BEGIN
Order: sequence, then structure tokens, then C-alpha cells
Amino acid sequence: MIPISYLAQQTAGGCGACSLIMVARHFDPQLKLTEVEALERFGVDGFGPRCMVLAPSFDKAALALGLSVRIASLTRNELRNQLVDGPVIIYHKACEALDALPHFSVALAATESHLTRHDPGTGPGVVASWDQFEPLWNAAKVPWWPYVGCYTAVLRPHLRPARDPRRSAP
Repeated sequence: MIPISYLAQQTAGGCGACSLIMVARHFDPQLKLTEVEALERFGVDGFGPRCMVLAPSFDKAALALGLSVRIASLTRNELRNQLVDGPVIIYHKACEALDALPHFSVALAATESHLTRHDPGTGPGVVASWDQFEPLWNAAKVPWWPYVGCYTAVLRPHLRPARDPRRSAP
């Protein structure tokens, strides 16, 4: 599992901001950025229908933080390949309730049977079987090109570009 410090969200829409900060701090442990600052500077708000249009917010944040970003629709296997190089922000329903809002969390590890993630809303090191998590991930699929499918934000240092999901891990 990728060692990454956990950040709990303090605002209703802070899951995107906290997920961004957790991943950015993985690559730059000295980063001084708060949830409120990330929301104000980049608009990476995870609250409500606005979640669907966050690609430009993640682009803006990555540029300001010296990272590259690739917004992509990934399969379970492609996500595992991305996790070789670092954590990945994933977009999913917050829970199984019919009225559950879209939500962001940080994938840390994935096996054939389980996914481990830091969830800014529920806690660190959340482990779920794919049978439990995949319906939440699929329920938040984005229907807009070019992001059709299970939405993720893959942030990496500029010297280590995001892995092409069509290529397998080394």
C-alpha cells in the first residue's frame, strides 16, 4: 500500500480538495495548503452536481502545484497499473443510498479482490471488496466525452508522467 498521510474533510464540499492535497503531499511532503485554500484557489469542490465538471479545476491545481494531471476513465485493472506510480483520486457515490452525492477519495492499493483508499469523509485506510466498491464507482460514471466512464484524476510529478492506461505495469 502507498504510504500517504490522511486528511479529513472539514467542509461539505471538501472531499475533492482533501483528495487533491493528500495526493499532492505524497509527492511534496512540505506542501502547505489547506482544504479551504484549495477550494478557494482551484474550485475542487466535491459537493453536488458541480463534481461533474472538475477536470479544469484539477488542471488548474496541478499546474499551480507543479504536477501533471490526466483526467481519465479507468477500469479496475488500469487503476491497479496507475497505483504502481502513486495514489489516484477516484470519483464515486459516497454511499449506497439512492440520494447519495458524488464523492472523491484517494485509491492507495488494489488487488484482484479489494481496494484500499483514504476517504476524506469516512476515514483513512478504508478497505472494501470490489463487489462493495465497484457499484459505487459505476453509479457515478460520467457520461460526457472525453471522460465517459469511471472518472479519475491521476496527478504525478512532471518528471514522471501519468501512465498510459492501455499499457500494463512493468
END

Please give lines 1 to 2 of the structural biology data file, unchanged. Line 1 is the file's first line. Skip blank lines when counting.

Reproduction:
Order: sequence, then structure tokens, then C-alpha cells
Amino acid sequence: MIPISYLAQQTAGGCGACSLIMVARHFDPQLKLTEVEALERFGVDGFGPRCMVLAPSFDKAALALGLSVRIASLTRNELRNQLVDGPVIIYHKACEALDALPHFSVALAATESHLTRHDPGTGPGVVASWDQFEPLWNAAKVPWWPYVGCYTAVLRPHLRPARDPRRSAP